Victorian Information Commissioner release guidelines on dealing with data breaches

May 26, 2019

The Victorian Information Commissioner has released guidelines on managing the privacy impacts of privacy breaches.  While it relates to entities covered under the Privacy and Data Protection Act 2014, primarily government agencies and contractors engaged by them it does provide another useful point of reference to those wanting to develop a comprehensive understanding of what is the best way of dealing with a data breach.

It is a starting point only.  The structure and operation of a business will dictate Read the rest of this entry »

Mandatory notifiable data breaches in Australia 12 months on

May 20, 2019

Mandatory data breach notification has been law for over 12 months now.  The legislation is complex, convoluted and vague in parts but it does set out an obligation for organisations and agencies to notify the Information Commissioner of data breaches. As expected that has produced a volume of reported instances of data breaches in excess of those reported when reporting was voluntary there.  Based on overseas experience, where the obligations are more specific and the legislation less vague, the number of actual data breaches is far larger than those reported to the Information Commissioner. 

The Commissioner has released the Notifiable Data Breaches Scheme 12?month Insights Report.   

The Commissioner’s media statement Read the rest of this entry »

Information Commissioner finds that she has no jurisdiction regarding complaints of interference with privacy against Tim Wilson and ‘’ website

April 10, 2019

The Information Commissioner announced, on 8 April 2019, that she does not the power to investigate a complaint about a breach of the Privacy Act by Tim Wilson or Wilson Asset Management (International) Pty Ltd in relation to the collection and use of personal information through the ‘’ website.’  The website and the collection of data caused some controversy.  In Tim Wilson’s ‘retirement tax’ website doesn’t have a privacy policy. So how is he using the data? Andre Oboler in a traditional academic “on – the – one – hand – and – on – the – other” analysis raised the complications of determining whether a Parliamentarian operating a web site falls within the political exemption provisions of the Privacy Act of is covered by parliamentary privilege, by virtue of his work as a chair of the standing committee on Economics, either of which would deny the Commissioner jurisdiction. The other coverage, such as Liberal MP Tim Wilson faces ‘breach of privacy’ claims and Labor pushes to refer Tim Wilson to privileges committee is more red blooded political reporting.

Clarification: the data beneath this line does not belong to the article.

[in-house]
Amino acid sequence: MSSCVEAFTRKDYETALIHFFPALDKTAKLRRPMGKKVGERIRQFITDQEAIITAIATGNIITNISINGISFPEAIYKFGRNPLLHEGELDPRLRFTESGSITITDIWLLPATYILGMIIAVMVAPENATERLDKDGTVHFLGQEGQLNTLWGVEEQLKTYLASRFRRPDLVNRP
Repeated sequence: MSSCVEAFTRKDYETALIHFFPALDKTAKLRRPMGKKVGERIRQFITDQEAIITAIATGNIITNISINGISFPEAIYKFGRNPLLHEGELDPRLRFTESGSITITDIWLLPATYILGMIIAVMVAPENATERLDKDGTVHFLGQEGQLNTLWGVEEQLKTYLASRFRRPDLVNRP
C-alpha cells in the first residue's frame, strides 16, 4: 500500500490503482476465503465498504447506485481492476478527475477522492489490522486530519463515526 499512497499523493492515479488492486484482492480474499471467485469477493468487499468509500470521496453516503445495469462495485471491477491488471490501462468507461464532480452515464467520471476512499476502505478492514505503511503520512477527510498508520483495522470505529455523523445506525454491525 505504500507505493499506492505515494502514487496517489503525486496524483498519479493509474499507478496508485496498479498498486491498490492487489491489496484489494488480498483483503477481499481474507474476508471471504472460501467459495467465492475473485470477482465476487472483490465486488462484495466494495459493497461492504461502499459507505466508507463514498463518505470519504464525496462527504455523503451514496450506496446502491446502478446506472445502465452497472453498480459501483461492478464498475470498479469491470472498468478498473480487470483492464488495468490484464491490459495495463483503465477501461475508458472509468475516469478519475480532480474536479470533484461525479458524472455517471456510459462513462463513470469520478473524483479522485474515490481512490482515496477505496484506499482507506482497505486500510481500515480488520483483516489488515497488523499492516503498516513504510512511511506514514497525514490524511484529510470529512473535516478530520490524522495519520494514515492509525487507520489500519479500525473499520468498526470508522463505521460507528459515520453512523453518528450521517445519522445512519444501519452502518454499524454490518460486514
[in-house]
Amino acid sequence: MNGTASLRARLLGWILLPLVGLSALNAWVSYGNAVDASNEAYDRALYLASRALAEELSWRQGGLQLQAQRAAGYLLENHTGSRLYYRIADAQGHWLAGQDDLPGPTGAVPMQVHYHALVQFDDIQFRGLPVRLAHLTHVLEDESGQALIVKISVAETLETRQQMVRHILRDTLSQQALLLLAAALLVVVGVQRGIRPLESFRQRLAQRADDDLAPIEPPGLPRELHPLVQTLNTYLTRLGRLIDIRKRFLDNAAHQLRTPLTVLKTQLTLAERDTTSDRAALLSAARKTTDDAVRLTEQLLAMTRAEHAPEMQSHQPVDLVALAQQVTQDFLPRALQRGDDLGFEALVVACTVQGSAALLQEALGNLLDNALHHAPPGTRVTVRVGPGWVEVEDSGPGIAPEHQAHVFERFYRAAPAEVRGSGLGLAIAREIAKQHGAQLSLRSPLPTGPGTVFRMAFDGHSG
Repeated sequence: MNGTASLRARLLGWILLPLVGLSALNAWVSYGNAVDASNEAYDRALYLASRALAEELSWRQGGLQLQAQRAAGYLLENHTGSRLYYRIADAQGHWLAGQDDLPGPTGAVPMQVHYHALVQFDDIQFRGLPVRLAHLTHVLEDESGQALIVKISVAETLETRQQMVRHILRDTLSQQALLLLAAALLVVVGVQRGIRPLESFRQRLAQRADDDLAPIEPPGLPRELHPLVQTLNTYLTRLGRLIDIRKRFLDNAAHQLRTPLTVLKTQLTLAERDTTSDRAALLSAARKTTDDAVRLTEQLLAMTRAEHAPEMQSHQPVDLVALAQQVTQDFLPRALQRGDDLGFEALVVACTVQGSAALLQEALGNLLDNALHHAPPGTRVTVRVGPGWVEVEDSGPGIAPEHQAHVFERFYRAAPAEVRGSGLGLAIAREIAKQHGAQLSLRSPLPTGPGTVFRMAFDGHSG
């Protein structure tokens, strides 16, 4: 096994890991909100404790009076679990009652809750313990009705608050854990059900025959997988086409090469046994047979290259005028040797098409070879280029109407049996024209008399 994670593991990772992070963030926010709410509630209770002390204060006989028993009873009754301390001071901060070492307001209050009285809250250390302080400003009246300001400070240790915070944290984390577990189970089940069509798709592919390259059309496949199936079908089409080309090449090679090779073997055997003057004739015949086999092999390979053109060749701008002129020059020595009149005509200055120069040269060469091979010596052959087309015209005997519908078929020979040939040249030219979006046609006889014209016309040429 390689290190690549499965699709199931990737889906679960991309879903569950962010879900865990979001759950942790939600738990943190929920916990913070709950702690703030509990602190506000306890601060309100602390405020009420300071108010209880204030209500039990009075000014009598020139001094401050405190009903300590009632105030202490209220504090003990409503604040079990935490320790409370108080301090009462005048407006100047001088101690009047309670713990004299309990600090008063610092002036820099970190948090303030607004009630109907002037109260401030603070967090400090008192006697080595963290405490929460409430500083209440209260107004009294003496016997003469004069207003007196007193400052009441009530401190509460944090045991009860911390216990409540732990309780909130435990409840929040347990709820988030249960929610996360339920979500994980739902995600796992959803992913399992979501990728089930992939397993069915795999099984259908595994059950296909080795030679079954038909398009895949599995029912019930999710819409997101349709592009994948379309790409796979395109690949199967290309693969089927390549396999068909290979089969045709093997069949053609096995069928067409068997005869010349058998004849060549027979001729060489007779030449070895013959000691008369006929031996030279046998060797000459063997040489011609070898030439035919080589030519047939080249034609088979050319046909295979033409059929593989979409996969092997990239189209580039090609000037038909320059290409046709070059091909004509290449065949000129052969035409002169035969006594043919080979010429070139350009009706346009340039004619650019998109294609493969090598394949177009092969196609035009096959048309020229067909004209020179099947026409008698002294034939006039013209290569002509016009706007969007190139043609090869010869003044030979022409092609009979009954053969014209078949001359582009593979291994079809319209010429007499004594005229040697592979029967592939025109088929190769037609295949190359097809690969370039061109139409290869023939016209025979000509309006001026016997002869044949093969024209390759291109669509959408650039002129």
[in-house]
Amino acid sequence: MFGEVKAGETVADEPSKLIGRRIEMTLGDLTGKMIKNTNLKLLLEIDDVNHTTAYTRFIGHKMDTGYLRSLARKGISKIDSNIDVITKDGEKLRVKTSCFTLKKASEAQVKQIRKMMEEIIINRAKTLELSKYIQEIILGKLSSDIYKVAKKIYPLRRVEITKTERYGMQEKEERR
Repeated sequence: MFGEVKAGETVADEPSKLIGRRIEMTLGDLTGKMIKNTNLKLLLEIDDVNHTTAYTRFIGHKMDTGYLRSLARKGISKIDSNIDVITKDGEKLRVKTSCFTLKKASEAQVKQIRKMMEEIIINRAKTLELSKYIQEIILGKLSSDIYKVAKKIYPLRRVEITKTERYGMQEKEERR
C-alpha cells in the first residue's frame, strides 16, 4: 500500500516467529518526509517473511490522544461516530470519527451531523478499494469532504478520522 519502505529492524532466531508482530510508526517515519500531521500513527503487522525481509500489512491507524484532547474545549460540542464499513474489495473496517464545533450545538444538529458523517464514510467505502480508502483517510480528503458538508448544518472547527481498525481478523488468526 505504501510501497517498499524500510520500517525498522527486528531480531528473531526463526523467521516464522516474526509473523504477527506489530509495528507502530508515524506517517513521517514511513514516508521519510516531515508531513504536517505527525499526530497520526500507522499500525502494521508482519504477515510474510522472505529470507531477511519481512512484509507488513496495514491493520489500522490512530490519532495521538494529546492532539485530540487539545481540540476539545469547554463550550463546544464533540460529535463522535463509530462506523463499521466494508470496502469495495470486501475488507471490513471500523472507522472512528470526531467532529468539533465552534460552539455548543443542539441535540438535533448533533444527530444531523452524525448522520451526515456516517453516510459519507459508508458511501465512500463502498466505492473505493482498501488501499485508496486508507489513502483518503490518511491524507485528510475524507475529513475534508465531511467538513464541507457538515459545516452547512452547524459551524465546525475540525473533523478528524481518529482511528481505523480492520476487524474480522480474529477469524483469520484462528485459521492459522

Mr Oboler was prescient Read the rest of this entry »

Attorney General seeks to have Privacy Commissioner investigate the actions of Vegan protesters

April 9, 2019

Yesterday’s vegan protests in Melbourne and throughout various agricultural sites in Australia has infuriated the Federal Government.  With  an election about to be called and a big rural constituency in mind, a tendency to beat the law and order drum becomes an necessity.   To that end the Attorney General, Christian Porter announced last Friday that that it was going to bring the Aussie Farms website under the regulation of the Privacy Act 1988 on 6 April 2019, last Saturday. 

The media statement provides:

The Coalition Government will bring the Aussie Farms website under the Privacy Act, exposing it to potential penalties of up to $2.1 million if it breaches the Act.

Attorney-General, Christian Porter, said the activities of Aussie Farms Incorporated created an unacceptable risk to hardworking farming communities and producers.

“The company publishes information about Australian farmers and agricultural producers including their names and addresses, exposing them to potential trespass, biosecurity hazards, and reputational damage,” the Attorney-General said.

“Listing this activist group as an organisation under the Privacy Act, now means that the company will have to abide by the provisions of the Act.”

Minister for Agriculture, David Littleproud, said he had repeatedly asked Aussie Farms to take the website down before someone was hurt or worse, but the group behind the website flat refused.

“The farming families who grow our food deserve to be able to do so without fear of invasion on their property and harm to their children,” Minister Littleproud said.

“The Aussie Farms website is intended to be an attack map for activists and it is already working as one. The fact Aussie Farms refused to take the website down when invasions began happening on farms displayed on their map shows they intend for it to be used as an attack map for activists.

“Aussie Farms will now be required to comply with the Privacy Act, which includes laws against the misuse of personal information. I note the maximum penalty for an offence under the Privacy Act is $420,000 for individuals and up to $2.1 million for a body corporate.”